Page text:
Discourses of music, sound, and film: a meeting of disciplines


Entre os dias 14 e 17 de fevereiro de 2010, ocorrerá, na Universidade do Texas em Austin (EUA), o simpósio Discourses of music, sound, and film: a meeting of the disciplines, organizado por David Neumeyer e Mark J. Butler. Além dos 25 palestrantes convidados, entre os quais este que escreve, o simpósio contará com 4 conferencistas (keynote speakers): Georgina Born – Professor of Sociology, Anthropology and Music e Fellow and Director of Studies in Social and Political Sciences, no Emmanuel College, Cambridge (UK), autora de Uncertain Vision: Birt, Dyke and the Reinvention of the BBC (Secker & Warburg, 2004), entre outros -; Michel Chion – compositor e pesquisador da relação entre som e imagem no cinema, foi assistente de Pierre Schaeffer na ORTF e membro da GRM nos anos 1970, é professor associado à Université de Paris e é autor de diversos livros, dentre os quais La voix au cinéma (Cahiers du Cinema Livres, 1984) -; Marcia J. Citron – Associate Professor of Musicology na Rice University (EUA) e autora de Gender and the Musical Canon (Univ. of Illinois Press, 2000), entre outros -; e Jonathan Sterne – Associate Professor no Department of Art History & Communication Studies da McGill University (Canada) e autor de The Audible Past: Cultural Origins of Sound Reproduction (Duke Univ. Press, 2003), entre outros.

Minha apresentação, na qual estou atualmente trabalhando, tratará de aspectos de minha pesquisa de Pós-Doutorado. O abstract de minha apresentação segue abaixo:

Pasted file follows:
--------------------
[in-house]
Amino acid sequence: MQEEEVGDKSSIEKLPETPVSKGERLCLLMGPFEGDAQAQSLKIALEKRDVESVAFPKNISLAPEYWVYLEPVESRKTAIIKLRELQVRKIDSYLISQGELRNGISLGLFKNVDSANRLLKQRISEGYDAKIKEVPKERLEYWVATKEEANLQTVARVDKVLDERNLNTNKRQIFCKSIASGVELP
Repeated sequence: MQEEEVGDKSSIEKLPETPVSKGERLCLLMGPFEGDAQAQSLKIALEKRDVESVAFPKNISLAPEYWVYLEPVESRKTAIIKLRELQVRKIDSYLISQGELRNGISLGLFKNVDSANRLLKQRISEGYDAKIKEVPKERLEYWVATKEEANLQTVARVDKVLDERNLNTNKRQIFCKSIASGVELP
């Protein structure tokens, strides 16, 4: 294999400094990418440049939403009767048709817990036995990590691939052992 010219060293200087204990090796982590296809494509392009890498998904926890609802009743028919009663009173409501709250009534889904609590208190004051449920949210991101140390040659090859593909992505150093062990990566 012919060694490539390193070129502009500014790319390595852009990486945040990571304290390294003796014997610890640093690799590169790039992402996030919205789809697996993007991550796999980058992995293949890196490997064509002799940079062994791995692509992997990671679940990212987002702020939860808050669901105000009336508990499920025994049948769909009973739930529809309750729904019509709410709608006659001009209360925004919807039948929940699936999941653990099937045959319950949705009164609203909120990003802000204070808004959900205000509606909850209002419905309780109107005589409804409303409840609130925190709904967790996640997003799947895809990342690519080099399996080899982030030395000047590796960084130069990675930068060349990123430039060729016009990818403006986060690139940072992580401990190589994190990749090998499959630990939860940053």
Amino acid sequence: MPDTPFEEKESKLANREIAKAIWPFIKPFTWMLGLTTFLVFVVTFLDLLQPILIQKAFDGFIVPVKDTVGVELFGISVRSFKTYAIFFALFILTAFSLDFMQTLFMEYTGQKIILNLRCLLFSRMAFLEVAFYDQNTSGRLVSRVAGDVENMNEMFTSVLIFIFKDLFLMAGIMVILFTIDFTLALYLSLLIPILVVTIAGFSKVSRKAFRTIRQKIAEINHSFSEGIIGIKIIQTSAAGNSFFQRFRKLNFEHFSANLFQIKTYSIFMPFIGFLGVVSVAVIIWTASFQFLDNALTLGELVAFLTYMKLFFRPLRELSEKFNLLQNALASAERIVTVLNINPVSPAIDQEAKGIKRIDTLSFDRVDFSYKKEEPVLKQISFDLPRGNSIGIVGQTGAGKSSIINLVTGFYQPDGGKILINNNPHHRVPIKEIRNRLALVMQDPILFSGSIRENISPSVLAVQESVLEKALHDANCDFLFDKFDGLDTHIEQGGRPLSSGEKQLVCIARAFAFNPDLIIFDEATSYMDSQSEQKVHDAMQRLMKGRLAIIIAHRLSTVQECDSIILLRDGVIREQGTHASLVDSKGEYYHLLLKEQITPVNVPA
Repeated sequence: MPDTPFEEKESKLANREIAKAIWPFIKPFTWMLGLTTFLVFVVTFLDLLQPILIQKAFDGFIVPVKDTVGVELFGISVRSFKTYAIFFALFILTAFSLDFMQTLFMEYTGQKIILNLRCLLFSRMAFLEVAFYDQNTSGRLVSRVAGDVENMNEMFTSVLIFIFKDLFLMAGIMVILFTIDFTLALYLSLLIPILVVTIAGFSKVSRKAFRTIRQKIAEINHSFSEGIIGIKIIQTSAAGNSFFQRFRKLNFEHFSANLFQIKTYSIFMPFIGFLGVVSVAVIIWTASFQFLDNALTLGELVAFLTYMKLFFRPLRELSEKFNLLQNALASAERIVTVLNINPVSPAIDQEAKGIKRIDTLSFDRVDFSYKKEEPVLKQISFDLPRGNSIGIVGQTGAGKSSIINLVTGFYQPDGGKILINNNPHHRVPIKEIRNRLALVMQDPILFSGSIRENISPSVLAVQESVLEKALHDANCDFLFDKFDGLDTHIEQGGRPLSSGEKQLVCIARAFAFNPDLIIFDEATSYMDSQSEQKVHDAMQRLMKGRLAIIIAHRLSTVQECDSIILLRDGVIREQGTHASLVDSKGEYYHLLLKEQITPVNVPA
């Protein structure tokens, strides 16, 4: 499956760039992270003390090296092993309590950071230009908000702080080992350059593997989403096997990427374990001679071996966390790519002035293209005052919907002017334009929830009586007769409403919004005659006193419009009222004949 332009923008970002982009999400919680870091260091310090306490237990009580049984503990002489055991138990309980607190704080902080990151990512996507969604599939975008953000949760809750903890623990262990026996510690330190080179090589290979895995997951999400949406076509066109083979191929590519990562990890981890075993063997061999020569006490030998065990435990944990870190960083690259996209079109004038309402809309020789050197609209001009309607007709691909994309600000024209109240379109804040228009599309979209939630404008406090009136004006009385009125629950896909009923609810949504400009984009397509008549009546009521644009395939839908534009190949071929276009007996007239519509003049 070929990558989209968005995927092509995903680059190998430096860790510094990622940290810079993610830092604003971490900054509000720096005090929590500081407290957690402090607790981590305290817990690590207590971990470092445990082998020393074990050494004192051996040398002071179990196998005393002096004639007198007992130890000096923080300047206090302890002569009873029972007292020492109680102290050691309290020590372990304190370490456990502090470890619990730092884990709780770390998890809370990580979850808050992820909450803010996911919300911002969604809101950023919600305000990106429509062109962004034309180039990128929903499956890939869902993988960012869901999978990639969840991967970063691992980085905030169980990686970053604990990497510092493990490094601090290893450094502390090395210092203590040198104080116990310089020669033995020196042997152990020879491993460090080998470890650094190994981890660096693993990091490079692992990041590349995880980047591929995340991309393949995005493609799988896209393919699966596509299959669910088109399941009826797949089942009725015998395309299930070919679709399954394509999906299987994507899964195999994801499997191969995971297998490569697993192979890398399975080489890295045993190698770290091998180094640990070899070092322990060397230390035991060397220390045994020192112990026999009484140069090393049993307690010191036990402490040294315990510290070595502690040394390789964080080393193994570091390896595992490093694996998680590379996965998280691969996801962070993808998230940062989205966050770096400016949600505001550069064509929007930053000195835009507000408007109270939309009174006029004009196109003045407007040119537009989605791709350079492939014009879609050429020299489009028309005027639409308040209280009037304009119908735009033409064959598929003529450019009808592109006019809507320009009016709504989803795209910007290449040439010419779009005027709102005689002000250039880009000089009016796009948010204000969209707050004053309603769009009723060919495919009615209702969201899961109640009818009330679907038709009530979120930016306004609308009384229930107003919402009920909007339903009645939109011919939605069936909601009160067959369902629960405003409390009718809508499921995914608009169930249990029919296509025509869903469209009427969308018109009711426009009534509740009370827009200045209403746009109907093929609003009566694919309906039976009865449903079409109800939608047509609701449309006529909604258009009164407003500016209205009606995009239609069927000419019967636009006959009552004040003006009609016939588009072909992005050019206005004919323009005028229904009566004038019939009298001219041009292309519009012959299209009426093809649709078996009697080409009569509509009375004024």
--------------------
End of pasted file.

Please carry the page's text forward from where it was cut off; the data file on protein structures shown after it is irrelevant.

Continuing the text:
Applied Rhythm Technology in Electronic Dance Music: the sound-movement nexus . How does electronic dance music (EDM) work? As an instance of what Kodwo Eshun wisely named “Applied Rhythm Technology”, a working piece of EDM usually shows four characteristics: (1) it is mostly made up of pre-recorded sounds; (2) it usually has a constant metronomic tempo; (3) it must be electrically amplified; and (4) it must make people dance. Alone, none of these characteristics is exclusive to EDM. But taken together, they may be considered the condition of possibility for EDM. If “what I hear [and dance to] is thinking too” (as in Murphy and Smith’s 2001 article in Echo), it may be said that EDM has an immanent theory, that is, a theory that is not projected on EDM, but from it. One way of expressing this theory would be in terms of a “sound-movement nexus”: an historically found and developed affinity between machine sounds and human movements.

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